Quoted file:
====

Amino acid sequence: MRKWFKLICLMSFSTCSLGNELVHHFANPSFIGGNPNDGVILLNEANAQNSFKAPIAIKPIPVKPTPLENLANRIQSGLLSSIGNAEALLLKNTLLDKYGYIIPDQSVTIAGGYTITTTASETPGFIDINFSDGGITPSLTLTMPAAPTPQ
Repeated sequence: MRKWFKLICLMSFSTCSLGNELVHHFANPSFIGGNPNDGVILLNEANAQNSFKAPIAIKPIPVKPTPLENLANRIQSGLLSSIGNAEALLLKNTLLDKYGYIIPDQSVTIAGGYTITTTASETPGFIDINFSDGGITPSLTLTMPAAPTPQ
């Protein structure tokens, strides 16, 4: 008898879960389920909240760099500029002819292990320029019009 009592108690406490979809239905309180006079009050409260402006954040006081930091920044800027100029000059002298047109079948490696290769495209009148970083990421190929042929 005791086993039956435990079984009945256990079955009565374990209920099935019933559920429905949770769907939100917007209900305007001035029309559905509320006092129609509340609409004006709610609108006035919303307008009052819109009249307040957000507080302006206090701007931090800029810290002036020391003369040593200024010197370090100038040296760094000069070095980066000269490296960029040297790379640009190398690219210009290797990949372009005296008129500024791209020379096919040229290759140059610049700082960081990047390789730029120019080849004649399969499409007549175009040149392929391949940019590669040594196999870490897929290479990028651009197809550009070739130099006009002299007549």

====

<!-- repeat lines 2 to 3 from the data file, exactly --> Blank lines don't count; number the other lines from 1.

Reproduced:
Repeated sequence: MRKWFKLICLMSFSTCSLGNELVHHFANPSFIGGNPNDGVILLNEANAQNSFKAPIAIKPIPVKPTPLENLANRIQSGLLSSIGNAEALLLKNTLLDKYGYIIPDQSVTIAGGYTITTTASETPGFIDINFSDGGITPSLTLTMPAAPTPQ
């Protein structure tokens, strides 16, 4: 008898879960389920909240760099500029002819292990320029019009 009592108690406490979809239905309180006079009050409260402006954040006081930091920044800027100029000059002298047109079948490696290769495209009148970083990421190929042929 005791086993039956435990079984009945256990079955009565374990209920099935019933559920429905949770769907939100917007209900305007001035029309559905509320006092129609509340609409004006709610609108006035919303307008009052819109009249307040957000507080302006206090701007931090800029810290002036020391003369040593200024010197370090100038040296760094000069070095980066000269490296960029040297790379640009190398690219210009290797990949372009005296008129500024791209020379096919040229290759140059610049700082960081990047390789730029120019080849004649399969499409007549175009040149392929391949940019590669040594196999870490897929290479990028651009197809550009070739130099006009002299007549």